Monday, February 10, 2014

Playing Favorites; Anderson Family Vineyard Chardonnay

Early in my wine drinking career, an unpaid career by the way, I was always one to steer away from Chardonnay. (The rhyme was incidental.) I never found it to my liking and at the time I probably didn't use terms like "flabby" but as I think back on my uninitiated palate, that's probably why. I had yet to experience the outstanding white wines of Burgundy or the gems being created from Chardonnay right here in our Northwestern backyard.

Chardonnay was buttery round and well, flabby. It was boring to me, and largely that style is still boring to me. What has changed is that when I taste it these days, I can tell if it's well made in that style, but that doesn't mean I like it. I don't.

Oregon Chardonnay is really on the rise right now. And it should be, it is damn good and with the growing conditions, Oregon is making Chardonnays that are "anything but California" in style. That means balanced and high in acid. You're seeing amazing examples of wines done in steel as well as judicious use of neutral oak and even lees. I discovered Oregon Chardonnay as a wine to take seriously back in 2010. At the time I was writing for the Oregon Wine Blog (the site has since been changed to WestToast) and while sometimes I read some of the older things I've written and cringe, this particular piece has held up fairly well.

Anderson Family Vineyard is a winery outside of "downtown" Newberg that continues to fly under the radar, and I think that probably suits Cliff and Allison Anderson just fine. I came upon them four years ago very simply, I was scanning the Willamette Valley Vineyards brochure, arranged alphabetically of course, and, they were towards the top of the list and may have been the first one, that at the time I hadn't heard of. Most of the fruit from the vineyards goes to other producers like Boedecker, Bergstrom, White Rose and my man John Grochau of Grochau Cellars. They do hold a bit of wine back for themselves and make estate Pinot Gris, Pinot Noir and Chardonnay.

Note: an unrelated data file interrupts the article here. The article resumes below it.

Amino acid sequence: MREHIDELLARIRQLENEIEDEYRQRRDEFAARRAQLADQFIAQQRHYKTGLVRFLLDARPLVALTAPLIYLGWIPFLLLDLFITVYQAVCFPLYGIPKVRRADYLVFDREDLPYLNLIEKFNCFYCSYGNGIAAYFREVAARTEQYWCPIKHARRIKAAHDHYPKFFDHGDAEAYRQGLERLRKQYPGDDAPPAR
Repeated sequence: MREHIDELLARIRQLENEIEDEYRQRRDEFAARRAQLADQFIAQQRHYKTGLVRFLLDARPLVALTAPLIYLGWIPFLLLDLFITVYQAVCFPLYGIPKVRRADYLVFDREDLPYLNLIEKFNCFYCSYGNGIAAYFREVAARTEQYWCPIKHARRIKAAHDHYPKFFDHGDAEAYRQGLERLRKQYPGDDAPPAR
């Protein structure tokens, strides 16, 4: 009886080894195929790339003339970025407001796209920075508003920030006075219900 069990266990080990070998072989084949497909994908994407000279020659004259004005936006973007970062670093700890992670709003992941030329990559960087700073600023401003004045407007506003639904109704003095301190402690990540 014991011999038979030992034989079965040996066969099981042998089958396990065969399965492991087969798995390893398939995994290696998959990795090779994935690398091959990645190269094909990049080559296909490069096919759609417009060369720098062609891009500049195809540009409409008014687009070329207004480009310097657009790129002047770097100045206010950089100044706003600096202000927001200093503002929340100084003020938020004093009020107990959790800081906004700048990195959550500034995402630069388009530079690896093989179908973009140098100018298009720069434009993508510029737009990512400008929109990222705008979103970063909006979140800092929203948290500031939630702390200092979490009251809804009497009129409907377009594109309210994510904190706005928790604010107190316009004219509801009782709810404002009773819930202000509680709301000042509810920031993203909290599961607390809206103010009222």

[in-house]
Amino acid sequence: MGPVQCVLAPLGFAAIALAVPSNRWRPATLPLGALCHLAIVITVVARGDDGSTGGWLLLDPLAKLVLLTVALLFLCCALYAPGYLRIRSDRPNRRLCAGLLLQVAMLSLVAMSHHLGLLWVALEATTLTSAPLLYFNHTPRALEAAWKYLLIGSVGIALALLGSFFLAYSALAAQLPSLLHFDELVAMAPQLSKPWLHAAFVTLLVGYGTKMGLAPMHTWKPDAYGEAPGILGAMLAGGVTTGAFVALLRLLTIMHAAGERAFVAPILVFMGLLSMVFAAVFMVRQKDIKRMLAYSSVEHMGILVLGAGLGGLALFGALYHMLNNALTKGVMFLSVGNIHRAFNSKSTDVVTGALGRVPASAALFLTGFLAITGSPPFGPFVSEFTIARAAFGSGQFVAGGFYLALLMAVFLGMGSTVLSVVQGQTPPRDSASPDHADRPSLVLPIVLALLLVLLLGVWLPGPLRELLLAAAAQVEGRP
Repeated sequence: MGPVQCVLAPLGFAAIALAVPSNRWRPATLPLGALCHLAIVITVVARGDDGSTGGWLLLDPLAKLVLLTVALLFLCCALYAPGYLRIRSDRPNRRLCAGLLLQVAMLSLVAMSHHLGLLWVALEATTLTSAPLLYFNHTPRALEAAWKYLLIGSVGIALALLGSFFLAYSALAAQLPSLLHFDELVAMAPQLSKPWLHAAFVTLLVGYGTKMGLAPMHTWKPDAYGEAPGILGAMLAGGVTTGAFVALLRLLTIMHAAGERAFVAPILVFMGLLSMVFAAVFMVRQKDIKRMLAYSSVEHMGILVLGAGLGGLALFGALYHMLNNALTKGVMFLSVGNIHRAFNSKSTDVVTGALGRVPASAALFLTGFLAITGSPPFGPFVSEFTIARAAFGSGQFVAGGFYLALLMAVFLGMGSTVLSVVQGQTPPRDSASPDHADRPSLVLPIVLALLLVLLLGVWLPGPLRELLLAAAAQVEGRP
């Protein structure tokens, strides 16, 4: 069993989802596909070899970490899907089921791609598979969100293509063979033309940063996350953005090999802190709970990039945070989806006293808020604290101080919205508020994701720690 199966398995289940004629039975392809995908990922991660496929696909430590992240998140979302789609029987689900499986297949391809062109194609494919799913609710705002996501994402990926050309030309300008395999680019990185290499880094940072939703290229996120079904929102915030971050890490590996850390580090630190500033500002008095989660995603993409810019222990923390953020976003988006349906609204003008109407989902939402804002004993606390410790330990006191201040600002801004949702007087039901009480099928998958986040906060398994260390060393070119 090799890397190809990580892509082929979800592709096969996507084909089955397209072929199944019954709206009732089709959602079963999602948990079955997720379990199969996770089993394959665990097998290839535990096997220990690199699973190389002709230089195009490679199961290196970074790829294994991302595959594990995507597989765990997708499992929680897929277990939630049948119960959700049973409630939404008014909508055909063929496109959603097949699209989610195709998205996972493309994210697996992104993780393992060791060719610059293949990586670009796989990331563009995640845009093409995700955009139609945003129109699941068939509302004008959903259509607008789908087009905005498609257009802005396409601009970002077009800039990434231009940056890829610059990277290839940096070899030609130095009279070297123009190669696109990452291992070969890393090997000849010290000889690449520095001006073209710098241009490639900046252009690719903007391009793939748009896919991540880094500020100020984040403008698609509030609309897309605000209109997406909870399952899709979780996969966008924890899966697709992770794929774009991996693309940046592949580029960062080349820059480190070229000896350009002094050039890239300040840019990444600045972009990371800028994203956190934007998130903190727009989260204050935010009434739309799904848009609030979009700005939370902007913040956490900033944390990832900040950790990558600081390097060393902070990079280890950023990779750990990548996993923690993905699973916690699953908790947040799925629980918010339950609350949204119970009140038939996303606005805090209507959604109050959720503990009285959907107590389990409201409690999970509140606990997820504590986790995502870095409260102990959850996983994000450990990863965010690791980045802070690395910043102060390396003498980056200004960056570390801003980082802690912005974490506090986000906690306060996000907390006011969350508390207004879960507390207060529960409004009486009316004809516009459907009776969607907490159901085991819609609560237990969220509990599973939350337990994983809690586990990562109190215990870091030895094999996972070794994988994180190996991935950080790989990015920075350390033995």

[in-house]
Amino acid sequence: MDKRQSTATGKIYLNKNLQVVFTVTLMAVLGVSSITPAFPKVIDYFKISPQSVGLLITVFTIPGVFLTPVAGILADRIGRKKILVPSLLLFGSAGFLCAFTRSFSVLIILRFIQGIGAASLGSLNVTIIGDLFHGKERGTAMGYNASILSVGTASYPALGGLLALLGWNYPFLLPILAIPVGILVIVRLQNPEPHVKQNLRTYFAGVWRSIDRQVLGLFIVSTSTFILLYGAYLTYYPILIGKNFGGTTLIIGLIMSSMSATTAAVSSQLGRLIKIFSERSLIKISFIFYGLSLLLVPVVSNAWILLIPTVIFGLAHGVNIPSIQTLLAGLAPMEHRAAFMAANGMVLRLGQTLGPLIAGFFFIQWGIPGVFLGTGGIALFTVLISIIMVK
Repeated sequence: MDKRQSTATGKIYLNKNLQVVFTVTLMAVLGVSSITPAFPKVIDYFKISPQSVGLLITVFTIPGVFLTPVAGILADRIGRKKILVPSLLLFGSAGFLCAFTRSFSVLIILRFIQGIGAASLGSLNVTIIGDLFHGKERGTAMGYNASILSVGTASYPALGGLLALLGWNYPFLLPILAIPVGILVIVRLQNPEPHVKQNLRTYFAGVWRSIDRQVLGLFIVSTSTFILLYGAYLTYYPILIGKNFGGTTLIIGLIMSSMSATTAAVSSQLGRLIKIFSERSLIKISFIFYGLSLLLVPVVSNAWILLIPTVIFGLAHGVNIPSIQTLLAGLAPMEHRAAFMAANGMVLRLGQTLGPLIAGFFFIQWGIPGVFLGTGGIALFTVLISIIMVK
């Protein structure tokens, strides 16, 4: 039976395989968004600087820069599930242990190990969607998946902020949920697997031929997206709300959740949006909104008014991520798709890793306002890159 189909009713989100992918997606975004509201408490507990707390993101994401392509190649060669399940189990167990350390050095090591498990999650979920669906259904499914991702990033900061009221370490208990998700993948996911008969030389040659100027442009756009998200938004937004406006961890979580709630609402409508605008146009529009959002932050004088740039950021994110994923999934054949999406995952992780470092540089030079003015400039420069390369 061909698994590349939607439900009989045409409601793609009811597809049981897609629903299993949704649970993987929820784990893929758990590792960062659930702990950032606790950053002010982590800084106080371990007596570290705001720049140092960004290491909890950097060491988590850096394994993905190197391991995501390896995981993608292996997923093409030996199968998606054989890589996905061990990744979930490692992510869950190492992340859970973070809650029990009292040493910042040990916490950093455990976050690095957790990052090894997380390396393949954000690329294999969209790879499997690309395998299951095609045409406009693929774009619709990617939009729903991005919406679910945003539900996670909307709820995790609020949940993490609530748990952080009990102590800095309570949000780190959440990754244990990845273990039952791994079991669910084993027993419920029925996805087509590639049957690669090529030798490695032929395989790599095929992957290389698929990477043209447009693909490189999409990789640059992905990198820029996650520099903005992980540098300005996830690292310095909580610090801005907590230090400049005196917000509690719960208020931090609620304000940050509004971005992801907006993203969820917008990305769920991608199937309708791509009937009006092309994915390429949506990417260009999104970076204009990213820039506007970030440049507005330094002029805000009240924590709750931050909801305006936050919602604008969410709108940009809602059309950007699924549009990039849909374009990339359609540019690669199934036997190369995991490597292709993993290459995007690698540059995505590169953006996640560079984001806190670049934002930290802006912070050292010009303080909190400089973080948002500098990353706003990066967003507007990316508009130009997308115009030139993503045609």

The Anderson's site is unique, it's steep and while most of the Willamette Valley falls into a couple different kinds of soil types; Willakenzie which is mostly sedimentary and Jory which has lots of "balsaltic" elements to the soil the Anderson's site is particularly rocky.  The Anderson's site is within the Dundee Hills, where clay Jory soils are so prevalent they're known as the Red Hills. What makes the Anderson's site unique, is both it's steepness but also that steepness is the result of a kind of ancient landslide of basalt rock. So, in addition to those Jory soils you have large, chunky rock present in the soils. The steepness combined with the presence of large stones makes for one well drained site. The pedigree of wines grown in rocky soils, whether it's in Walla Walla Valley or Chateauneuf is hard to argue with.

There are a variety of other things that make the Anderson Family wines well curated and cared for (I wrote about most of them in that old piece). Cliff holds onto barrels for a very long time, and they hold the wines back quite awhile before bottling. As I wrote those years ago, it's about patience. And as I concluded it makes for some special wines.

When someone asks me for an under the radar producer to visit in the Willamette Valley, Anderson Family is always one of my first recommendations. Irrespective of if I go alphabetically or not. They are only open on a few occasions (twice a year) and so an appointment is necessary. The last time someone I sent visited Cliff and Allison sent them back with a bottle of their 2010 Chardonnay. It had been a few years since I'd visited with them or their wines.

2010 Anderson Family Vineyard Chardonnay The 2010 and 2011 vintages may just be the Willamette Valley's greatest opportunity in terms of producing fine Chardonnay. Aromas of lemon, honeysuckle and crushed stone. Depth of flavor with intense lemon meringue, and wet limestone. The palate is both light and lively and packed full with layered flavors. How'd they do that? The wine's acidity adds zing to the elegance as opposed to making for a strictly angular (which can also be a good thing) wine. A real beauty. The $85 Bergstrom Sigrid it should be noted uses fruit from Anderson Family Vineyard for that Chardonnay which has become one of Oregon's most renowned (and expensive). From their website: " well as two of Oregon's greatest Chardonnay sites, Temperance Hill and Anderson Family Vineyard." Well I've never had that Chardonnay and I'm sure it's quite good, the thing is the Anderson Family Vineyard Chardonnay is only like $30-35.


Nice insight! Now I want to try out this Anderson Chardonnay. Can you find them in stores?

Not that I'm aware, maybe in the Dundee or Newberg areas, you can call them, click on their name above in the hyper link and it'll take you to their site. Tell them hello for me.

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